Article from ROAPE Volume 8 Number 20
Politics of a Changing Society: Mumias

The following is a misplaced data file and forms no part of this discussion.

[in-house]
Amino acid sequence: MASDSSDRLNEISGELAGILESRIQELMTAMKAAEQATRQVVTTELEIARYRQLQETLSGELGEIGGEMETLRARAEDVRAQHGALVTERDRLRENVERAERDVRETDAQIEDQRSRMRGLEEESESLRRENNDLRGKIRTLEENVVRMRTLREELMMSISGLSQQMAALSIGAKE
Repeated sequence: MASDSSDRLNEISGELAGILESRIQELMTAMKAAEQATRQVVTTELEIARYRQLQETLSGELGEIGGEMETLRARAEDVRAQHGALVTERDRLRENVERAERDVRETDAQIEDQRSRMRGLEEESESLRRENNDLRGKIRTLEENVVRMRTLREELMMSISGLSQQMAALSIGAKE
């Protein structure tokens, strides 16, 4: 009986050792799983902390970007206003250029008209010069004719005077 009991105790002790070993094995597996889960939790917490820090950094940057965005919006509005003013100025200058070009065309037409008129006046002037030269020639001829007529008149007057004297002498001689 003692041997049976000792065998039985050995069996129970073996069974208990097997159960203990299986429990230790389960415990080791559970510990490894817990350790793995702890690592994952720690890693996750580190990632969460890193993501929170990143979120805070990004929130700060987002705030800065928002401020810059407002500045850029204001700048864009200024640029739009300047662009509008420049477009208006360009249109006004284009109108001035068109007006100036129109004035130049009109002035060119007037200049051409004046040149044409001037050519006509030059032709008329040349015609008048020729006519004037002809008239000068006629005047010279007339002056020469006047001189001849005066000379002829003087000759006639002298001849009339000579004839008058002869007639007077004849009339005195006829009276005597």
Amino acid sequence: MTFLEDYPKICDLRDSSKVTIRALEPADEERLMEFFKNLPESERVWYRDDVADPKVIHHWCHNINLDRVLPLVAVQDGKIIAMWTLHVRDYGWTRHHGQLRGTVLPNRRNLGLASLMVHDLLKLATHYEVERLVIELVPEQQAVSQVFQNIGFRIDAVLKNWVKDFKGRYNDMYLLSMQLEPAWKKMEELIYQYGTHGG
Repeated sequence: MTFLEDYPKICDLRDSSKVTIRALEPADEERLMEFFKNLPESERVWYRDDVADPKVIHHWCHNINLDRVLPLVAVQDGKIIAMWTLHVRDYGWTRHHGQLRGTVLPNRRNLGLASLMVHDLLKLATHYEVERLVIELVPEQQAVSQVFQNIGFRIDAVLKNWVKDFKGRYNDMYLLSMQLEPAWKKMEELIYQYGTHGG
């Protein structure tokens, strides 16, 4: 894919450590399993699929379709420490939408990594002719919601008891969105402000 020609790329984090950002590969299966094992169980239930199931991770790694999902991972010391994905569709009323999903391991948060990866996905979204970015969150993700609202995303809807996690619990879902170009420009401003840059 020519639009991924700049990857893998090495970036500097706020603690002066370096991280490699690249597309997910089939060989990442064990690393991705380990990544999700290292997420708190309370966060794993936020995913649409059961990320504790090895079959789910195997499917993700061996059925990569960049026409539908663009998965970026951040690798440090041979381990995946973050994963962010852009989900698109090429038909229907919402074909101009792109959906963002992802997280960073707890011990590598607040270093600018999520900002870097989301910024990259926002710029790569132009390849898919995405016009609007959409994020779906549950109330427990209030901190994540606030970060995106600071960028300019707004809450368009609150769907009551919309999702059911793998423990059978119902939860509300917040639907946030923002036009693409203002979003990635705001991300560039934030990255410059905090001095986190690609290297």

The Mumias sugar scheme provides us with a historical example of the interactions between capital and peasant agriculture. The ideological argument advanced to justify the nucleus estate/peasant outgrower symbiosis is that peasant production is preserved at levels of high technology (hence modernity in methods of work) and greatly improved productivity (hence opportunities for better incomes). The second sections examine the class struggles (politics) that have been going on in Mumias. This essay seeks to find out the real character of this changing society. Is the peasantry being preserved, with their pre-capitalist cultures intact, as argued by promoters of such projects? Or is the peasantry actually being liquidated? If so, what resistance do they mount? Or is the peasantry being differentiated in the classical sense? What class alliances emerge and how do they manifest themselves politically?